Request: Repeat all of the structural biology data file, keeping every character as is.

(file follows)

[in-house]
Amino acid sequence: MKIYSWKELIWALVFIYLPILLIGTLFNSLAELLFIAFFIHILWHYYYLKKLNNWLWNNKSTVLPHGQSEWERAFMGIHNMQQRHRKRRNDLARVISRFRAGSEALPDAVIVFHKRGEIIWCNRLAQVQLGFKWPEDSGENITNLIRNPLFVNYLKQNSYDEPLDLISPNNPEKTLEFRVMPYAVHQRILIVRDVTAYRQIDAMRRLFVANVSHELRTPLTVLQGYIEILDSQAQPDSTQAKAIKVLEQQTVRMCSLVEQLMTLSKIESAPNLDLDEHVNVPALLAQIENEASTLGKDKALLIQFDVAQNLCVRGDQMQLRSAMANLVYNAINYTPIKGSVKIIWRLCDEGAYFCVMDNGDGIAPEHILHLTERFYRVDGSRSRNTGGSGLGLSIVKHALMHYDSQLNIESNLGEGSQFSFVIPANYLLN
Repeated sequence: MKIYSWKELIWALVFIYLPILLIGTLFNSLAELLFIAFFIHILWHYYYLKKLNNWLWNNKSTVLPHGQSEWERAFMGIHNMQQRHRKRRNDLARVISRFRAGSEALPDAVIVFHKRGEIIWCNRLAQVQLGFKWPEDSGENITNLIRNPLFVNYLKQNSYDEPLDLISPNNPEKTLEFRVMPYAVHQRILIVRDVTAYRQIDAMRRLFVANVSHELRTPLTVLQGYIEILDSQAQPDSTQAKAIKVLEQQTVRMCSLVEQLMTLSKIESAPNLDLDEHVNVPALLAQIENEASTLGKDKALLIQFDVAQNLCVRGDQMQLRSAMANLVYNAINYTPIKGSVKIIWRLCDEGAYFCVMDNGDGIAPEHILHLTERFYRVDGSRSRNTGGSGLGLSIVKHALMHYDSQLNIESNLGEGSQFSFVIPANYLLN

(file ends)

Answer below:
[in-house]
Amino acid sequence: MKIYSWKELIWALVFIYLPILLIGTLFNSLAELLFIAFFIHILWHYYYLKKLNNWLWNNKSTVLPHGQSEWERAFMGIHNMQQRHRKRRNDLARVISRFRAGSEALPDAVIVFHKRGEIIWCNRLAQVQLGFKWPEDSGENITNLIRNPLFVNYLKQNSYDEPLDLISPNNPEKTLEFRVMPYAVHQRILIVRDVTAYRQIDAMRRLFVANVSHELRTPLTVLQGYIEILDSQAQPDSTQAKAIKVLEQQTVRMCSLVEQLMTLSKIESAPNLDLDEHVNVPALLAQIENEASTLGKDKALLIQFDVAQNLCVRGDQMQLRSAMANLVYNAINYTPIKGSVKIIWRLCDEGAYFCVMDNGDGIAPEHILHLTERFYRVDGSRSRNTGGSGLGLSIVKHALMHYDSQLNIESNLGEGSQFSFVIPANYLLN
Repeated sequence: MKIYSWKELIWALVFIYLPILLIGTLFNSLAELLFIAFFIHILWHYYYLKKLNNWLWNNKSTVLPHGQSEWERAFMGIHNMQQRHRKRRNDLARVISRFRAGSEALPDAVIVFHKRGEIIWCNRLAQVQLGFKWPEDSGENITNLIRNPLFVNYLKQNSYDEPLDLISPNNPEKTLEFRVMPYAVHQRILIVRDVTAYRQIDAMRRLFVANVSHELRTPLTVLQGYIEILDSQAQPDSTQAKAIKVLEQQTVRMCSLVEQLMTLSKIESAPNLDLDEHVNVPALLAQIENEASTLGKDKALLIQFDVAQNLCVRGDQMQLRSAMANLVYNAINYTPIKGSVKIIWRLCDEGAYFCVMDNGDGIAPEHILHLTERFYRVDGSRSRNTGGSGLGLSIVKHALMHYDSQLNIESNLGEGSQFSFVIPANYLLN